If possible, you might contact the teacher and see if meeting before the first day of school is possible. That way, your child will enter school and see a familiar face. If he or she can scope out the new classroom, that will also help manage back-to-school stress.

back to school

6. Talk to your child

Children with chronic pain may have a hard time at school even once the year is in full-swing, but stress can be particularly elevated in the days leading up to school’s return. Have an honest conversation with your child and encourage him or her to voice their concerns. Listen carefully and work to appease your child’s fears or alleviate them.

For instance, if your child is nervous about recess and not being able to play like the rest of the boys and girls, maybe you could work with the school to make alternate arrangements. Your child could spend recess in the library or under the close watch of an aide to ensure no bullying or other behavior occurs.

7. Plan ahead for possible problems

If your child had a rough year last year, or is coping with the health impacts of chronic pain and fears being bullied or not being able to make friends, help your child identify coping strategies. Perhaps a cell phone would be helpful so your child can reach you in case of emergency, or to talk during a bad day.

Alternatively, you could reach out to the school psychologist or nurse. Alert them about your child’s health issues if they don’t know already.

8. Focus on a sleep routine 

Nothing is harder than trying to get kids to go to sleep at a proper bedtime. This is even more true when the sun is still blazing away outside their window. Start your kids with an increasingly early bedtime as summer comes to an end, and wake them up at school time daily (this will help with the early bedtime).

You can also try dark curtains or eye shades for those children who need to sleep in total darkness.

9. Maintain your own healthy habits

When life gets busy or stressful, healthy habits like eating nutritious food and exercising are often the first thing to go. However, prioritizing those activities and emphasizing self-care can go a long way to managing stress while also supporting your lifestyle goals for managing chronic pain.

Back-to-school stress might make you feel as if you have no time to spend on healthy habits. Investing the time in your wellbeing will pay dividends by helping you feel better. And this leads to getting more things accomplished. Consider:

  • Cooking in bulk or in a crock pot
  • Buying healthy frozen dinners
  • Exercising first thing in the morning

Parents experience stress just as much as kids do during this time, much of it centered around meal times in the morning and the evening. In the evening when everyone comes home tired, cranky, and possibly starving, help yourself out by using your crockpot or cooking once to eat all week. After school snacks can also be prepared in advance. Have your kids help to make it a family affair!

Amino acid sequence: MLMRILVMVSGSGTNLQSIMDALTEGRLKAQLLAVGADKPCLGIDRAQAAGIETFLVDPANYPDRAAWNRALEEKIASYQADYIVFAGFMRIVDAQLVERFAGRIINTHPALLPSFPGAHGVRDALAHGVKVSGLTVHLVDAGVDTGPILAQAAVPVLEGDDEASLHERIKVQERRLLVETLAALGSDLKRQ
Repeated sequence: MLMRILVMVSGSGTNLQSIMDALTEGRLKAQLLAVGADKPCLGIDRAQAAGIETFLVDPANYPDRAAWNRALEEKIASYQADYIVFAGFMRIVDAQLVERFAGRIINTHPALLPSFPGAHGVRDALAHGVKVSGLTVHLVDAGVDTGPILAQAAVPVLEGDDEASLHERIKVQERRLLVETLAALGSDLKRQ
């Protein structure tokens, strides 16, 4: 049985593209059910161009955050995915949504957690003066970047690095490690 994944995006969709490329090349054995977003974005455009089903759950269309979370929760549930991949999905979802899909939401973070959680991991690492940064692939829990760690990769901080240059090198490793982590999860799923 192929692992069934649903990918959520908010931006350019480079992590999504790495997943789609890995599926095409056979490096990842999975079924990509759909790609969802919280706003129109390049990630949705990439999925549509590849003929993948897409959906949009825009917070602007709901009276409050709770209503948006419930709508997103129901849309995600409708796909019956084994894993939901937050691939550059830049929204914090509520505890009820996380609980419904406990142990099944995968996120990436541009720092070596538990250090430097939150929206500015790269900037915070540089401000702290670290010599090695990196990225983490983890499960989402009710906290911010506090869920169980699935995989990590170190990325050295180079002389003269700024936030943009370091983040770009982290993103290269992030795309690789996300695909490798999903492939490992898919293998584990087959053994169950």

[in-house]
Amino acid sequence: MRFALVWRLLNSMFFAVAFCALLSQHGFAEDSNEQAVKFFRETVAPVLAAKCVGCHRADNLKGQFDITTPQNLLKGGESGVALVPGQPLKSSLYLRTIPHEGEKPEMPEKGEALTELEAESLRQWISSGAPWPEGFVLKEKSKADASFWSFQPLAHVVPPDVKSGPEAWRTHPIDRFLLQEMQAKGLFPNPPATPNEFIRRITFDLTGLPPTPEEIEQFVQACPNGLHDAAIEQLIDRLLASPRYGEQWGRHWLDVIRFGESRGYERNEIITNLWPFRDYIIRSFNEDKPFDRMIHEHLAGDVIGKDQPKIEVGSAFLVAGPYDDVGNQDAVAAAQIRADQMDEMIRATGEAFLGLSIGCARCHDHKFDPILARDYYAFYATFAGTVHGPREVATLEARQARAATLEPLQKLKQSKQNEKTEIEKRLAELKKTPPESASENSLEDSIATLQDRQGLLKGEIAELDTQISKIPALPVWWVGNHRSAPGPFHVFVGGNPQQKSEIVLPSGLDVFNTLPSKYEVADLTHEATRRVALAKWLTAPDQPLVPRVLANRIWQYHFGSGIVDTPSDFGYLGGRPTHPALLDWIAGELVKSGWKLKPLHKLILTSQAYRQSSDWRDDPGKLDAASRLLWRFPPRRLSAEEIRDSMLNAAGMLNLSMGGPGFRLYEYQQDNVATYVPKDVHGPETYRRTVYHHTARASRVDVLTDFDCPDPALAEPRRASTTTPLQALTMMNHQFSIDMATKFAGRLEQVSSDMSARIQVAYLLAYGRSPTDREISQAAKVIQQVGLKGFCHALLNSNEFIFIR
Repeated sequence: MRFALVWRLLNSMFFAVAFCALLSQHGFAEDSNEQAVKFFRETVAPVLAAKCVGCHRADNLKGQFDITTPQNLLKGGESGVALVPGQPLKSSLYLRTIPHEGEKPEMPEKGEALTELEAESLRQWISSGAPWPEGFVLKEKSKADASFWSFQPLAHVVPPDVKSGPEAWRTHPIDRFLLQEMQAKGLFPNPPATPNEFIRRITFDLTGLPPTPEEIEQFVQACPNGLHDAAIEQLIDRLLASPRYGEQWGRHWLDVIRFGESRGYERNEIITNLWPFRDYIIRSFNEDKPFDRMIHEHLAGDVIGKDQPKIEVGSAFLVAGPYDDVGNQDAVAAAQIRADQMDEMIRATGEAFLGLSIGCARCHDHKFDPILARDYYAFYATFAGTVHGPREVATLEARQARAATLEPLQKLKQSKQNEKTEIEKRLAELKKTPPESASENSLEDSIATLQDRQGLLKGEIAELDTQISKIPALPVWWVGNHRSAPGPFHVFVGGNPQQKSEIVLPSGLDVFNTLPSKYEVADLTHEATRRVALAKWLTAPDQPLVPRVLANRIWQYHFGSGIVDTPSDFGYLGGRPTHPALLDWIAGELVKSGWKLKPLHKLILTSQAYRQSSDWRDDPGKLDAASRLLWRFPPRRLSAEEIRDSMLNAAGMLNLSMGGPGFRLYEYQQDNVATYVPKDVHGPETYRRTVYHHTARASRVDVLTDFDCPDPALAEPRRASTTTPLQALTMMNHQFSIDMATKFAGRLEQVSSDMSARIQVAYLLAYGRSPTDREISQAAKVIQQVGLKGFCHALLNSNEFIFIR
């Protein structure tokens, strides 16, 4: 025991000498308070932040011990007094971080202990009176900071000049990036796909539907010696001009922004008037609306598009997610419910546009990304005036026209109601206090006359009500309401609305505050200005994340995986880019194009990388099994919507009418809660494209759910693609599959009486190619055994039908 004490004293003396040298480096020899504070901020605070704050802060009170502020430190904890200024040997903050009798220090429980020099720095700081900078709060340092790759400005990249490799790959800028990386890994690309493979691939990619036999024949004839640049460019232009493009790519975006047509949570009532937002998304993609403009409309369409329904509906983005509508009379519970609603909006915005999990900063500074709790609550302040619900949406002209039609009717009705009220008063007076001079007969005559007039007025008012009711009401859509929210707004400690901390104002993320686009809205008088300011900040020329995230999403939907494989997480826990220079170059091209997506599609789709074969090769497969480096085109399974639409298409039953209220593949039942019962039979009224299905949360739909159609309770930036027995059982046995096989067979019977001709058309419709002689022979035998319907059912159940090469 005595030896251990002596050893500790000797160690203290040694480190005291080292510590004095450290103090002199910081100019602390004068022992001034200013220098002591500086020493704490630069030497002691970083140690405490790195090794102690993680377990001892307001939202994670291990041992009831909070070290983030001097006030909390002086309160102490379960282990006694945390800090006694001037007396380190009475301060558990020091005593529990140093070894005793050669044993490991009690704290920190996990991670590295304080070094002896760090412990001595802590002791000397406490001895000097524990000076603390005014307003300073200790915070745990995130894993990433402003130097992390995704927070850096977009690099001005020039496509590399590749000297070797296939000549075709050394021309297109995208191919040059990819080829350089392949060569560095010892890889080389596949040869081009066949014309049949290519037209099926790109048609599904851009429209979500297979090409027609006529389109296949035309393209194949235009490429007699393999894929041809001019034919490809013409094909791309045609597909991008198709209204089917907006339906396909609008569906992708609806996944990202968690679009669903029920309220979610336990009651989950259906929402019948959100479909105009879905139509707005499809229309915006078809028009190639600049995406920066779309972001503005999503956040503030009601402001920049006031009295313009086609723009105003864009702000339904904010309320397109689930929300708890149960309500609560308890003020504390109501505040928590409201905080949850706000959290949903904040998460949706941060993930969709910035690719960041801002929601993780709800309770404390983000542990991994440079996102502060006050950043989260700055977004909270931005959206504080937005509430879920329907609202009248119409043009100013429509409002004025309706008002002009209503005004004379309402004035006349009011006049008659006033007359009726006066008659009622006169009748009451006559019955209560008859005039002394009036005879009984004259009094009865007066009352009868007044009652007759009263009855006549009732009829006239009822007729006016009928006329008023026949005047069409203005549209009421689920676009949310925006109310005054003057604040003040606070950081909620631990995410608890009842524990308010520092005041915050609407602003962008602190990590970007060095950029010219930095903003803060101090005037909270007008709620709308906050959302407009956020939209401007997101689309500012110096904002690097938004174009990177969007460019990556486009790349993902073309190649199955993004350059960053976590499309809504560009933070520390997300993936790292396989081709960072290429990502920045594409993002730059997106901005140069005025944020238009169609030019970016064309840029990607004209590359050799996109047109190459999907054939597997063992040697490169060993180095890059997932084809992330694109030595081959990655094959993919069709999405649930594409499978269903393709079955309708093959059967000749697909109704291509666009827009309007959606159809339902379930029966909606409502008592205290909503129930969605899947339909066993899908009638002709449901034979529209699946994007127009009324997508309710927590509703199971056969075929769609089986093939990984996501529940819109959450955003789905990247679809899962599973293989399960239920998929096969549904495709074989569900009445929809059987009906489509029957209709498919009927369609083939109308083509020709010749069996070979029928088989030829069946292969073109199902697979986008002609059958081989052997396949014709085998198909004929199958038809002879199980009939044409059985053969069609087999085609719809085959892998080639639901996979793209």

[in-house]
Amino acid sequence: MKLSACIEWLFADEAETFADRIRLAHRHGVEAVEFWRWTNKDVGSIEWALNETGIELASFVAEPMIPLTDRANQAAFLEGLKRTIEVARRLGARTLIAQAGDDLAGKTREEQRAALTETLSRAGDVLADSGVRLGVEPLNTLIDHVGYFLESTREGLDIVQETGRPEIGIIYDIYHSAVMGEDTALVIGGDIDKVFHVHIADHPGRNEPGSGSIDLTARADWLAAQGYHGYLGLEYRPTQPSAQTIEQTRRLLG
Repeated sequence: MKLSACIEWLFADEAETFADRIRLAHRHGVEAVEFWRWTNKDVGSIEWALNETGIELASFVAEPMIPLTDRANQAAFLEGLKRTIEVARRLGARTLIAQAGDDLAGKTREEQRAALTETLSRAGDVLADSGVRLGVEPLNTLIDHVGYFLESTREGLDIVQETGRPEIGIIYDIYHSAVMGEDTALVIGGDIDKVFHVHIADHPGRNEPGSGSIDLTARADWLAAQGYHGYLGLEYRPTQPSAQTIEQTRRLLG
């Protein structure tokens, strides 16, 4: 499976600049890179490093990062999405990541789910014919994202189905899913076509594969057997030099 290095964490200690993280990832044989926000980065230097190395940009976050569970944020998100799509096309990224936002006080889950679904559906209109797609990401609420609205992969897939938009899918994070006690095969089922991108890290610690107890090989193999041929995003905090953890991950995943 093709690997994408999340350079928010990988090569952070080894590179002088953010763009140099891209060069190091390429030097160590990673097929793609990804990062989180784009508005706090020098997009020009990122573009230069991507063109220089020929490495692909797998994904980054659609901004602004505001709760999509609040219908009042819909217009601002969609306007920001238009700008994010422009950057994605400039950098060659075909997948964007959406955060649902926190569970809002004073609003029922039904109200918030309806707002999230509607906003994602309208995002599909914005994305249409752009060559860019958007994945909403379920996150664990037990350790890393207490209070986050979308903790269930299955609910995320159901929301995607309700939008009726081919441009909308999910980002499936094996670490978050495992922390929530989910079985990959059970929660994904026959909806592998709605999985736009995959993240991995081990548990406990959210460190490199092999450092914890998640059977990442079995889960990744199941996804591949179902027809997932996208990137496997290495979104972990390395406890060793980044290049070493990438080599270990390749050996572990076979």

10. Develop (and stick to!) a routine

Part of back-to-school stress is the fact that the household routine is completely disrupted by early bedtimes, early rising, lunches to be packed, homework to be done, and dinner to put on the table. The first few days of school can be hectic. It is likely that your child(ren) will be exhausted, excited, and possibly cranky at the end of their day until they get into the swing of things.

Make after school time as stress-free as possible by developing a routine that works for you. This can include things like:

  • Snack time and some time outside (or free time inside, but avoid screens)
  • Homework time (or reading) while dinner is being made
  • After-dinner baths and family time
  • Nighttime rituals that work for your kids (e.g., reading, talking, winding down)

If your kids are a little older, help them develop a good routine that incorporates talking about their day, homework, and free time. Limit screens during this transition, at least during the week. Part of this routine can be family movie and pizza night on Fridays, signaling the end of the week. Routines can go a long way to help kids (and parents!) ease into back to school time.

11. Practice stress management techniques

Even with advance planning and preparation, back to school time can be very stressful for kids and parents. With extreme testing requirements and increasing homework loads even for the very youngest children, kids are experiencing stress and its side effects now more than ever. Without an outlet, chronic stress can be damaging to both mental and physical health.

If you notice that your child is having trouble sleeping (or is extremely fatigued), is more emotional than usual, seems irritable, or is lashing out, they may be experiencing stress. Helping kids manage stress is one of the most valuable tools you can offer them as a parent. Simple things like allowing them free time to play, encouraging them to go outside, and limiting screen time can go a long way to alleviate stress during back to school time.

Then, make sure to apply these lessons to yourself. How can you care for yourself when back-to-school time has interrupted your schedule?

Are your kids back in school or headed back soon? How do you manage this back to school time transition?